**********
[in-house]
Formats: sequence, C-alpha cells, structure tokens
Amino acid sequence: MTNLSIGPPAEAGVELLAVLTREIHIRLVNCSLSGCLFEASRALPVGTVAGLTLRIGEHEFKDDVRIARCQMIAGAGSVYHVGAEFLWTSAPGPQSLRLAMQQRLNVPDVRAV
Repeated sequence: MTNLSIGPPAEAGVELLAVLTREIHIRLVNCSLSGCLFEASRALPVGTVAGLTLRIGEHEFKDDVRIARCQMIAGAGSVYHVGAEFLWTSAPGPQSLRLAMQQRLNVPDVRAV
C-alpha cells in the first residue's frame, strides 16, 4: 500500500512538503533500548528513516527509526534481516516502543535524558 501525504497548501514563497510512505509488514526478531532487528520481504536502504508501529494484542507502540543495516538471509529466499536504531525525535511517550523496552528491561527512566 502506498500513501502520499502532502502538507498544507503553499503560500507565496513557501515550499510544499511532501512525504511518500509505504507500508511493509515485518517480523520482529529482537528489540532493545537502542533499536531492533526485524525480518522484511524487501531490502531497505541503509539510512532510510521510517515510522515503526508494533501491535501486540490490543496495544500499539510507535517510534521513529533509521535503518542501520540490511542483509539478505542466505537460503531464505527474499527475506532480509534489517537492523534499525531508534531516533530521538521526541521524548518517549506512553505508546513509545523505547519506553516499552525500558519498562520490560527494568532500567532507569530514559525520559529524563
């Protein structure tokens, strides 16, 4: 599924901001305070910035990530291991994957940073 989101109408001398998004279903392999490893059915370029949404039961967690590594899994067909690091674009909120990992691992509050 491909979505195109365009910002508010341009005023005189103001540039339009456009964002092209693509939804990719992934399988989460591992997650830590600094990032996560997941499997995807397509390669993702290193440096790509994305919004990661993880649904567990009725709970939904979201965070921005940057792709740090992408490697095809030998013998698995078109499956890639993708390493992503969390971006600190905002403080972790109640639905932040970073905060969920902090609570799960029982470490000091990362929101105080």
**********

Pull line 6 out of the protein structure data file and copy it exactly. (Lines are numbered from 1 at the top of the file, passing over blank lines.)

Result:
């Protein structure tokens, strides 16, 4: 599924901001305070910035990530291991994957940073 989101109408001398998004279903392999490893059915370029949404039961967690590594899994067909690091674009909120990992691992509050 491909979505195109365009910002508010341009005023005189103001540039339009456009964002092209693509939804990719992934399988989460591992997650830590600094990032996560997941499997995807397509390669993702290193440096790509994305919004990661993880649904567990009725709970939904979201965070921005940057792709740090992408490697095809030998013998698995078109499956890639993708390493992503969390971006600190905002403080972790109640639905932040970073905060969920902090609570799960029982470490000091990362929101105080």